Offshore wind farms coming to California — but the Navy says no to large sections of the coast

Floating offshore wind turbines near the coast of Scotland. Offshore wind energy is coming to California but the military is opposed to placing wind farms in areas that it believes could interfere with training, operations and readiness. (Photo of Hywind project by Statoil) Fans of renewable energy anticipate a bonanza blowing off the coast of California.

But a map released by the U.S. Navy puts large swaths of the state off limits to future offshore wind farms — including all of San Diego and Los Angeles, extending up to the Central Coast.

The military does not have the final say in the matter, as federal and state officials — as well as wind energy companies and at least one member of Congress — are working with the U.S. Department of Defense to develop a more flexible plan.

But the back-and-forth adds an extra layer of complexity to the nascent industry on the West Coast, where geographic features make it harder to construct wind farms in the Pacific than those on the East Coast.

“There’s a lot at stake here” for California to meet its ambitious clean energy goals, said Robert Collier , a policy analyst at the Green Energy Program at the UC Berkeley Center for Labor Research and Education . “California is going to need a lot more renewable energy from all sources. Offshore wind is not the only potential solution, but it is part of a multi-pronged strategy.”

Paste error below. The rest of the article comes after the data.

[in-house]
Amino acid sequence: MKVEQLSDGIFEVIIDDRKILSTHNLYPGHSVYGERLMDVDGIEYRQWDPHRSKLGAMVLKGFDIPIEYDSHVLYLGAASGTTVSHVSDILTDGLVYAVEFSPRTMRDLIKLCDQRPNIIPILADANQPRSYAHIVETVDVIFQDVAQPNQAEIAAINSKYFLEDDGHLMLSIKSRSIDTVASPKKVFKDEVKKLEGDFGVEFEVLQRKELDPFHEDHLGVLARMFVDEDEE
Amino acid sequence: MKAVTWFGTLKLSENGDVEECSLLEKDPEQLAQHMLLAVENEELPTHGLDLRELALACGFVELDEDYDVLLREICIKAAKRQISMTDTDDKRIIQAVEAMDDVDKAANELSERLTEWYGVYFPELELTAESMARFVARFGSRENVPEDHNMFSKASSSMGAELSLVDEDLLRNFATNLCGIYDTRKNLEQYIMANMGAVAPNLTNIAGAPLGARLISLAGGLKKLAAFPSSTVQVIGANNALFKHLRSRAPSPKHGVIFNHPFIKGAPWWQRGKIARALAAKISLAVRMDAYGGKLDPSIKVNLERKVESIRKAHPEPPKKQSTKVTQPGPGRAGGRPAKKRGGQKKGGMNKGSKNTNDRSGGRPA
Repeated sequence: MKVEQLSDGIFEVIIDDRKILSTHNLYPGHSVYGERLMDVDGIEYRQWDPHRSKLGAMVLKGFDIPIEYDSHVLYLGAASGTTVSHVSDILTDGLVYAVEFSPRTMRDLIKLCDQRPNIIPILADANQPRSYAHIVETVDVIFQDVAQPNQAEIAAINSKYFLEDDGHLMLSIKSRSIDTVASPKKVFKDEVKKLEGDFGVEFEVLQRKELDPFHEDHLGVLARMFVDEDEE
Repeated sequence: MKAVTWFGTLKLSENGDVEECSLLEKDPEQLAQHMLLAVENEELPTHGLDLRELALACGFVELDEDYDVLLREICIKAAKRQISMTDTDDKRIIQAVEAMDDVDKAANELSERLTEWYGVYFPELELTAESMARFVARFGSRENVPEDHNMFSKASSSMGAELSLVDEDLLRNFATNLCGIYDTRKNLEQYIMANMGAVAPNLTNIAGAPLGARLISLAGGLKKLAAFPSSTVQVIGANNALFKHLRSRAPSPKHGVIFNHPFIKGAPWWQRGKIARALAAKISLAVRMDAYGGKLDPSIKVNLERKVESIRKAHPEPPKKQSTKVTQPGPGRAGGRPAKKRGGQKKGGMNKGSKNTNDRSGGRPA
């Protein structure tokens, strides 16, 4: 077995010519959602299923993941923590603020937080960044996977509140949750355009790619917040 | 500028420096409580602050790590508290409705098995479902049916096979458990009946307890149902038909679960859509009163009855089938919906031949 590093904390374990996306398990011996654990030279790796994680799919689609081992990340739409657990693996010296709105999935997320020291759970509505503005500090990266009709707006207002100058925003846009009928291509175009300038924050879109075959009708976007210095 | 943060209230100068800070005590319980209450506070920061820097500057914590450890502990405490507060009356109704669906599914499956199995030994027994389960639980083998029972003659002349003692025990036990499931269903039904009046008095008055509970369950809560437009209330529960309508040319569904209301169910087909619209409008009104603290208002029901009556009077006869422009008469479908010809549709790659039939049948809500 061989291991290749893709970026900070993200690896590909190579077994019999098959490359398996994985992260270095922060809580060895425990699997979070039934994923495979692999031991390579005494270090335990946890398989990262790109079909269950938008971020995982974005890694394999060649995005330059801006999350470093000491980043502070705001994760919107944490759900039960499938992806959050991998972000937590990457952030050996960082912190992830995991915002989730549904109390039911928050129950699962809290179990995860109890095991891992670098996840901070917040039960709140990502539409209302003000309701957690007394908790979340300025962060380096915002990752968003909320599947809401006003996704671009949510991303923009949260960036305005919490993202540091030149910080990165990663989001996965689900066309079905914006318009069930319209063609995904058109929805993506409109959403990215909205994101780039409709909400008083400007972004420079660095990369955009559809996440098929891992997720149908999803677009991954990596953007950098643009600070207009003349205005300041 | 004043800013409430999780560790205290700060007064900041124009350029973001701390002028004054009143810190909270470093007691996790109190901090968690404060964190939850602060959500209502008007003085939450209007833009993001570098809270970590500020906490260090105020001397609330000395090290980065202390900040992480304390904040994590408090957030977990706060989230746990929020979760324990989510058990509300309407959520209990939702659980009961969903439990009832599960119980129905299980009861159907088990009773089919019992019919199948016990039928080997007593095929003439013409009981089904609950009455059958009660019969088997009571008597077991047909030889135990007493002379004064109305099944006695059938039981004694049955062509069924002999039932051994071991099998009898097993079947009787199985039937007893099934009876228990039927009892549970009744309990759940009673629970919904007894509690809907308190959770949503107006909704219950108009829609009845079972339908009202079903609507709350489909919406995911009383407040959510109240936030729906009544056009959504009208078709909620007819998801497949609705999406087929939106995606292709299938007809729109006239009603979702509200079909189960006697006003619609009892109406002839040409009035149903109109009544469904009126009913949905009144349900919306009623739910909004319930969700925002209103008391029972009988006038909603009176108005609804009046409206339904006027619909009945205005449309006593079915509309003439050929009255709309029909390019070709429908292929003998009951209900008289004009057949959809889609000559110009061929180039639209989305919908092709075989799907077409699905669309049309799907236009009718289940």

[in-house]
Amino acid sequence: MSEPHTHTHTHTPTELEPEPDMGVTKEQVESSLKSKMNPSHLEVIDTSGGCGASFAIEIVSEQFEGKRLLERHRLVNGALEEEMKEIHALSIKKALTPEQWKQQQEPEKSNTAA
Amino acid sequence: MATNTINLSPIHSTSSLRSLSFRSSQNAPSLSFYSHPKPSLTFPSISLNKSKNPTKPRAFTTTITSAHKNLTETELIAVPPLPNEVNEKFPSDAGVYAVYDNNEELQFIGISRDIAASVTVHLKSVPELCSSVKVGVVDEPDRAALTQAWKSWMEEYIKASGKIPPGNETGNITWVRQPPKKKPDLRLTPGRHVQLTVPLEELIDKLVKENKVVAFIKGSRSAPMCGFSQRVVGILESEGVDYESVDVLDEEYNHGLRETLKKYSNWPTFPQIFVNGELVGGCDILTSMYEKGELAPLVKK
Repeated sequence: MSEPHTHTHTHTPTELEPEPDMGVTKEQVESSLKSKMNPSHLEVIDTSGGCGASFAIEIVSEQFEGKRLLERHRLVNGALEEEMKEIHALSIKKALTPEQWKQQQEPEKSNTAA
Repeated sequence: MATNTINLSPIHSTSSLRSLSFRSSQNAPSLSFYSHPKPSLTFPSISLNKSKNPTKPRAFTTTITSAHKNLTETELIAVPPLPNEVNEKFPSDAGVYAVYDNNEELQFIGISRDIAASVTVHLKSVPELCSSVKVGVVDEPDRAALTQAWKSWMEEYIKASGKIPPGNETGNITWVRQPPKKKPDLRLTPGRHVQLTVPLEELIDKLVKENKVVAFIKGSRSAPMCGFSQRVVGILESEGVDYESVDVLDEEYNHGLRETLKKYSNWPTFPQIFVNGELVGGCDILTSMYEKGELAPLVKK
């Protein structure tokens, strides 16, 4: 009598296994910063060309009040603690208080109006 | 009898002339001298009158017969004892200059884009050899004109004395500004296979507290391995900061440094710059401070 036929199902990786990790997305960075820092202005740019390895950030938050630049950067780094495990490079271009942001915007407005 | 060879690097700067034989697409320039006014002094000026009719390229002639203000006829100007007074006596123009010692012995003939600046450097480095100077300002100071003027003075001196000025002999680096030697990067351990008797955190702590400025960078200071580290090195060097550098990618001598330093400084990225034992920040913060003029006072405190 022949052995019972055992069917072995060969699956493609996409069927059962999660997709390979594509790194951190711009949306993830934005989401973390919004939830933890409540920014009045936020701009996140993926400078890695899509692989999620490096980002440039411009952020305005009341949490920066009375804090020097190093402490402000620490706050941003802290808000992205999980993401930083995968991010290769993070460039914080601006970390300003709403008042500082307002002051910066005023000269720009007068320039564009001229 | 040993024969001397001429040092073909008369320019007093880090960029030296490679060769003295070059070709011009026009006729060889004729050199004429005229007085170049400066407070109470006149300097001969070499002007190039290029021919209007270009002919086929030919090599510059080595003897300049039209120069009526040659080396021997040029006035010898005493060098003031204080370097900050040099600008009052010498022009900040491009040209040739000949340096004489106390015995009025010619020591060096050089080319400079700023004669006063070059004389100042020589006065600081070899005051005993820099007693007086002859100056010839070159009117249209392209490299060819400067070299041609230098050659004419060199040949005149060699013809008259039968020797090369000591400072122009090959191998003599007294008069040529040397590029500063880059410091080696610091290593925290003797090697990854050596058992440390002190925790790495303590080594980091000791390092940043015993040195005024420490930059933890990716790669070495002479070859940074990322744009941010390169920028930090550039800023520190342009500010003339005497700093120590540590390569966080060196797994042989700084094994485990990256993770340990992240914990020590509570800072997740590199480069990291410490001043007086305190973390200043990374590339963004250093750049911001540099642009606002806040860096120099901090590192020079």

Why offshore wind must float on the West Coast

The sight of wind turbines anchored into the ground, their blades turning like giant pinwheels, has become more common in recent years.

But it’s rare to see a wind farm looming over open water — at least in the United States. European companies with projects in places like Denmark and Scotland have taken the early lead in offshore wind energy.

The first commercial offshore wind facility in the U.S. was launched in December 2016 — the 30-megawatt Block Island Wind Farm in Rhode Island — and more are in the works .

In the Atlantic, offshore wind turbines can be bolted into the seabed in relatively shallow water.

But the continental shelf off the coast of the Pacific plunges quickly and steeply. That leaves developers with just one option — floating wind farms tethered , or moored, by cables to the ocean floor that don’t penetrate the surface. Electricity from the turbines is transmitted to a floating substation and carried to a power plant onshore via a buried cable.

It’s estimated that nearly a terrawatt of electricity will be generated off the coast of California, 13 times more capacity than all the land-based wind farms across the country generate.

But in the past year, some of the lofty expectations have been tempered.Two years ago, a Seattle-based company called Trident Winds filed an unsolicited lease request to build a floating wind project 33 nautical miles off the coast of Morro Bay near San Luis Obispo. Since then, Norwegian energy giant Statoil has also expressed interest .At the request of Gov. Jerry […]

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